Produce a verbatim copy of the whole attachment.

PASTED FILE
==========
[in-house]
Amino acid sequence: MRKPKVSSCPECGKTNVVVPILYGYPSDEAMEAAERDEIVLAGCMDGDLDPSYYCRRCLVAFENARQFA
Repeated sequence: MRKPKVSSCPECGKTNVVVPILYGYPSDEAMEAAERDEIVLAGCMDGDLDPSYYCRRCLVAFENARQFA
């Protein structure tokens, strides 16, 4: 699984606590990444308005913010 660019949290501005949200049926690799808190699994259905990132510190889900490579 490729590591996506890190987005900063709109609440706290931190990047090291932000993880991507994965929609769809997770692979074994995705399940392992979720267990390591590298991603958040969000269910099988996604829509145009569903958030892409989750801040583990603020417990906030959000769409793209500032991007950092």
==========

[in-house]
Amino acid sequence: MRKPKVSSCPECGKTNVVVPILYGYPSDEAMEAAERDEIVLAGCMDGDLDPSYYCRRCLVAFENARQFA
Repeated sequence: MRKPKVSSCPECGKTNVVVPILYGYPSDEAMEAAERDEIVLAGCMDGDLDPSYYCRRCLVAFENARQFA
């Protein structure tokens, strides 16, 4: 699984606590990444308005913010 660019949290501005949200049926690799808190699994259905990132510190889900490579 490729590591996506890190987005900063709109609440706290931190990047090291932000993880991507994965929609769809997770692979074994995705399940392992979720267990390591590298991603958040969000269910099988996604829509145009569903958030892409989750801040583990603020417990906030959000769409793209500032991007950092």